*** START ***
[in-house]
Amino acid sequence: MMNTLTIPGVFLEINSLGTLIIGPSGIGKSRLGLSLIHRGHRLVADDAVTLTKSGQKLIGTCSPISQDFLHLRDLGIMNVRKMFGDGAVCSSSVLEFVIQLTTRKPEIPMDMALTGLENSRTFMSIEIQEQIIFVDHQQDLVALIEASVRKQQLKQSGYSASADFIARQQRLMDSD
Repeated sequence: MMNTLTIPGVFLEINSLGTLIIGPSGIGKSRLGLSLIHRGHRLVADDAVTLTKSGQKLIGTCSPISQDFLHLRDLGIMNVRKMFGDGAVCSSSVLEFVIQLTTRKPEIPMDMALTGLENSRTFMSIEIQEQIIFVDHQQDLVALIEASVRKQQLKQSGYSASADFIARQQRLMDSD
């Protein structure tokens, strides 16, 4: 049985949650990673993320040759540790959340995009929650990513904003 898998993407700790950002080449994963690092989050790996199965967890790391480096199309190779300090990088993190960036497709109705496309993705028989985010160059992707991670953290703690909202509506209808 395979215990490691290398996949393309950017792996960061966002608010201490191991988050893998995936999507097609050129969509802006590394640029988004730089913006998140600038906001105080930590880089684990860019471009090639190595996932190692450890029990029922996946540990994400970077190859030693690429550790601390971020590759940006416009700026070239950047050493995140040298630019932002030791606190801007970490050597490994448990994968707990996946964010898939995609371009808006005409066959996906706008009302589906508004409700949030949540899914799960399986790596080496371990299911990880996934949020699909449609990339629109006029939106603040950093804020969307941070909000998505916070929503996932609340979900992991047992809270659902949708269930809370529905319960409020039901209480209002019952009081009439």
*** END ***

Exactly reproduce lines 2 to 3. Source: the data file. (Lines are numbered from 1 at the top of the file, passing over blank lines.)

Amino acid sequence: MMNTLTIPGVFLEINSLGTLIIGPSGIGKSRLGLSLIHRGHRLVADDAVTLTKSGQKLIGTCSPISQDFLHLRDLGIMNVRKMFGDGAVCSSSVLEFVIQLTTRKPEIPMDMALTGLENSRTFMSIEIQEQIIFVDHQQDLVALIEASVRKQQLKQSGYSASADFIARQQRLMDSD
Repeated sequence: MMNTLTIPGVFLEINSLGTLIIGPSGIGKSRLGLSLIHRGHRLVADDAVTLTKSGQKLIGTCSPISQDFLHLRDLGIMNVRKMFGDGAVCSSSVLEFVIQLTTRKPEIPMDMALTGLENSRTFMSIEIQEQIIFVDHQQDLVALIEASVRKQQLKQSGYSASADFIARQQRLMDSD